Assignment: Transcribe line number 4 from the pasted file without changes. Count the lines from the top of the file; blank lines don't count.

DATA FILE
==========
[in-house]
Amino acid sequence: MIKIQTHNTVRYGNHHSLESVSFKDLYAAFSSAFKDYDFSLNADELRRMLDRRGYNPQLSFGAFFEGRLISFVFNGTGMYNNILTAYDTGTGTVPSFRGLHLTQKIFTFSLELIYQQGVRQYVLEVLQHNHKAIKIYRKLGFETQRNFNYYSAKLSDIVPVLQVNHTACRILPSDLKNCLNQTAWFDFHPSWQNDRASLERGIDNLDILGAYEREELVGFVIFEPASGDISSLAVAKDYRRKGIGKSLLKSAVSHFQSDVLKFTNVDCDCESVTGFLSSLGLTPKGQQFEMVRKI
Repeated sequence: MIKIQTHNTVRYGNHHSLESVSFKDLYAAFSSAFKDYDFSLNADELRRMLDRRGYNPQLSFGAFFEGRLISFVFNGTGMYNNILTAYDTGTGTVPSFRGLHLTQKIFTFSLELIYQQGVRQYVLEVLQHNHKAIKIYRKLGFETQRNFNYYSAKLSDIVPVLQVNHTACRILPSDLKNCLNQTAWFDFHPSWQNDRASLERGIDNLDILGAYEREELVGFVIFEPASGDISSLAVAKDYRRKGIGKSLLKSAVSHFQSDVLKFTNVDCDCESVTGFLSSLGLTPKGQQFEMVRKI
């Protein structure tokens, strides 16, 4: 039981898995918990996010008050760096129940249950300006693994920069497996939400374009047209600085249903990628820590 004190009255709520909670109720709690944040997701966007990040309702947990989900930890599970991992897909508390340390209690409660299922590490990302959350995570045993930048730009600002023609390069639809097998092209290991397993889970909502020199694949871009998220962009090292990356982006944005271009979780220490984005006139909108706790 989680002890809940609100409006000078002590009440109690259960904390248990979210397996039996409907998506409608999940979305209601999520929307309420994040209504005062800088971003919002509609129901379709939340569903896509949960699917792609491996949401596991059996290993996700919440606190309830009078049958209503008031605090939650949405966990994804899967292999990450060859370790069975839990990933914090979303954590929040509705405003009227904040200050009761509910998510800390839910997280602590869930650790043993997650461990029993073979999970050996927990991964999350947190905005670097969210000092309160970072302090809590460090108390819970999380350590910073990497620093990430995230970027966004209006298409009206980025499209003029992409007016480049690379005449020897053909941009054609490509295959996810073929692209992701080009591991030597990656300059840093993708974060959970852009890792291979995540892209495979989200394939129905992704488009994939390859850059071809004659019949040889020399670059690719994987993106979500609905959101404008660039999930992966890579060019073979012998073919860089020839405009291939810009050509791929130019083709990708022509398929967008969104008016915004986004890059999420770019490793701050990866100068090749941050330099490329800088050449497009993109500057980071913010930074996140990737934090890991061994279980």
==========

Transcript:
């Protein structure tokens, strides 16, 4: 039981898995918990996010008050760096129940249950300006693994920069497996939400374009047209600085249903990628820590 004190009255709520909670109720709690944040997701966007990040309702947990989900930890599970991992897909508390340390209690409660299922590490990302959350995570045993930048730009600002023609390069639809097998092209290991397993889970909502020199694949871009998220962009090292990356982006944005271009979780220490984005006139909108706790 989680002890809940609100409006000078002590009440109690259960904390248990979210397996039996409907998506409608999940979305209601999520929307309420994040209504005062800088971003919002509609129901379709939340569903896509949960699917792609491996949401596991059996290993996700919440606190309830009078049958209503008031605090939650949405966990994804899967292999990450060859370790069975839990990933914090979303954590929040509705405003009227904040200050009761509910998510800390839910997280602590869930650790043993997650461990029993073979999970050996927990991964999350947190905005670097969210000092309160970072302090809590460090108390819970999380350590910073990497620093990430995230970027966004209006298409009206980025499209003029992409007016480049690379005449020897053909941009054609490509295959996810073929692209992701080009591991030597990656300059840093993708974060959970852009890792291979995540892209495979989200394939129905992704488009994939390859850059071809004659019949040889020399670059690719994987993106979500609905959101404008660039999930992966890579060019073979012998073919860089020839405009291939810009050509791929130019083709990708022509398929967008969104008016915004986004890059999420770019490793701050990866100068090749941050330099490329800088050449497009993109500057980071913010930074996140990737934090890991061994279980």